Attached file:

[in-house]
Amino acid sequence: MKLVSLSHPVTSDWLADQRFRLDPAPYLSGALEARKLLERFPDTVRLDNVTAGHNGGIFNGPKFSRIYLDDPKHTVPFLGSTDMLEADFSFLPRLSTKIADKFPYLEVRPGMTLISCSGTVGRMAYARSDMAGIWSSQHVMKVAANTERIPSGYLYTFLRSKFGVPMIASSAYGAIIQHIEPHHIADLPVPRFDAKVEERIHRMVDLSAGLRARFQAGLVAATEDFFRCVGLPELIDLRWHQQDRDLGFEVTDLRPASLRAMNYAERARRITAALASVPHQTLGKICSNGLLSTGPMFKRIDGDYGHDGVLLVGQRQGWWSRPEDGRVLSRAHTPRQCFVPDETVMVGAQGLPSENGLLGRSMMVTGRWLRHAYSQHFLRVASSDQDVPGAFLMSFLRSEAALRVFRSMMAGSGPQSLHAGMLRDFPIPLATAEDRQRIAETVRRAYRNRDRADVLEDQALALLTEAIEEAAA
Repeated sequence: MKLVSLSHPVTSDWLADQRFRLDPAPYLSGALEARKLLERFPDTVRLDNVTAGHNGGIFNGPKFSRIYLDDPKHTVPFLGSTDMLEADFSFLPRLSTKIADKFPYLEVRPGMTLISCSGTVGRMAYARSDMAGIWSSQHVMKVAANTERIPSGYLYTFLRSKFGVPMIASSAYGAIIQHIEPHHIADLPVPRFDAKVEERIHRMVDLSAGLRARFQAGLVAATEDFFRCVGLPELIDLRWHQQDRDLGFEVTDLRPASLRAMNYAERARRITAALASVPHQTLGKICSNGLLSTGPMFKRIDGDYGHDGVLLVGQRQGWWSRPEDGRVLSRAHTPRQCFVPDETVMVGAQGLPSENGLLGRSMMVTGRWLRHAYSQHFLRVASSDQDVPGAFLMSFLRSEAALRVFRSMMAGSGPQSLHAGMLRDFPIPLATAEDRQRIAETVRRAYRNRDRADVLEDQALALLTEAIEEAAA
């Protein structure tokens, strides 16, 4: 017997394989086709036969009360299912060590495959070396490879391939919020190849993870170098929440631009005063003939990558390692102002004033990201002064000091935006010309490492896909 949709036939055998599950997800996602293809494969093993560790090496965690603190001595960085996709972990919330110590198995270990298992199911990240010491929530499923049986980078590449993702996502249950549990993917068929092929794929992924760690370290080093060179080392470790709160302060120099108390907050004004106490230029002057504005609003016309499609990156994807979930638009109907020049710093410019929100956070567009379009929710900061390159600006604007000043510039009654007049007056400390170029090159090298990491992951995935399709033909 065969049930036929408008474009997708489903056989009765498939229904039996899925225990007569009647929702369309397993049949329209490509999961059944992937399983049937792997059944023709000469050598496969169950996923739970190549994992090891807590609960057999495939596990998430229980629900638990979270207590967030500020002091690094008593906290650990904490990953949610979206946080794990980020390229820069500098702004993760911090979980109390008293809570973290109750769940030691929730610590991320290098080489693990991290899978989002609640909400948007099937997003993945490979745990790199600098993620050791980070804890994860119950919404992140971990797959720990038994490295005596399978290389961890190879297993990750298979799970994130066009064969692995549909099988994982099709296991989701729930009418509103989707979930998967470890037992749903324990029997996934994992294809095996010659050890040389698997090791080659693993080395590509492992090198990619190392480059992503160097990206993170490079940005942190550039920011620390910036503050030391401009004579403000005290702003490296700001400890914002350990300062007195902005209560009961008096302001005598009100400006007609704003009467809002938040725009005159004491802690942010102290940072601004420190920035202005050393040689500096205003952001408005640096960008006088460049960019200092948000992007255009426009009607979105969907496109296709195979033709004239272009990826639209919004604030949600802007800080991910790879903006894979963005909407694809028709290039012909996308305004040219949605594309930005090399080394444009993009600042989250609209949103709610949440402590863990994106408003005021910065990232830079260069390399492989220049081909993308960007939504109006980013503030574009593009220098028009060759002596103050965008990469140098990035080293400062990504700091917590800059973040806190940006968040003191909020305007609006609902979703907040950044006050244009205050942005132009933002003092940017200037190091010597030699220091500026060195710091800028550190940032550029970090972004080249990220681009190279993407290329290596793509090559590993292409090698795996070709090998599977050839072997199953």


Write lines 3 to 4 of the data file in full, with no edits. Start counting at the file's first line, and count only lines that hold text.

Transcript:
Repeated sequence: MKLVSLSHPVTSDWLADQRFRLDPAPYLSGALEARKLLERFPDTVRLDNVTAGHNGGIFNGPKFSRIYLDDPKHTVPFLGSTDMLEADFSFLPRLSTKIADKFPYLEVRPGMTLISCSGTVGRMAYARSDMAGIWSSQHVMKVAANTERIPSGYLYTFLRSKFGVPMIASSAYGAIIQHIEPHHIADLPVPRFDAKVEERIHRMVDLSAGLRARFQAGLVAATEDFFRCVGLPELIDLRWHQQDRDLGFEVTDLRPASLRAMNYAERARRITAALASVPHQTLGKICSNGLLSTGPMFKRIDGDYGHDGVLLVGQRQGWWSRPEDGRVLSRAHTPRQCFVPDETVMVGAQGLPSENGLLGRSMMVTGRWLRHAYSQHFLRVASSDQDVPGAFLMSFLRSEAALRVFRSMMAGSGPQSLHAGMLRDFPIPLATAEDRQRIAETVRRAYRNRDRADVLEDQALALLTEAIEEAAA
């Protein structure tokens, strides 16, 4: 017997394989086709036969009360299912060590495959070396490879391939919020190849993870170098929440631009005063003939990558390692102002004033990201002064000091935006010309490492896909 949709036939055998599950997800996602293809494969093993560790090496965690603190001595960085996709972990919330110590198995270990298992199911990240010491929530499923049986980078590449993702996502249950549990993917068929092929794929992924760690370290080093060179080392470790709160302060120099108390907050004004106490230029002057504005609003016309499609990156994807979930638009109907020049710093410019929100956070567009379009929710900061390159600006604007000043510039009654007049007056400390170029090159090298990491992951995935399709033909 065969049930036929408008474009997708489903056989009765498939229904039996899925225990007569009647929702369309397993049949329209490509999961059944992937399983049937792997059944023709000469050598496969169950996923739970190549994992090891807590609960057999495939596990998430229980629900638990979270207590967030500020002091690094008593906290650990904490990953949610979206946080794990980020390229820069500098702004993760911090979980109390008293809570973290109750769940030691929730610590991320290098080489693990991290899978989002609640909400948007099937997003993945490979745990790199600098993620050791980070804890994860119950919404992140971990797959720990038994490295005596399978290389961890190879297993990750298979799970994130066009064969692995549909099988994982099709296991989701729930009418509103989707979930998967470890037992749903324990029997996934994992294809095996010659050890040389698997090791080659693993080395590509492992090198990619190392480059992503160097990206993170490079940005942190550039920011620390910036503050030391401009004579403000005290702003490296700001400890914002350990300062007195902005209560009961008096302001005598009100400006007609704003009467809002938040725009005159004491802690942010102290940072601004420190920035202005050393040689500096205003952001408005640096960008006088460049960019200092948000992007255009426009009607979105969907496109296709195979033709004239272009990826639209919004604030949600802007800080991910790879903006894979963005909407694809028709290039012909996308305004040219949605594309930005090399080394444009993009600042989250609209949103709610949440402590863990994106408003005021910065990232830079260069390399492989220049081909993308960007939504109006980013503030574009593009220098028009060759002596103050965008990469140098990035080293400062990504700091917590800059973040806190940006968040003191909020305007609006609902979703907040950044006050244009205050942005132009933002003092940017200037190091010597030699220091500026060195710091800028550190940032550029970090972004080249990220681009190279993407290329290596793509090559590993292409090698795996070709090998599977050839072997199953």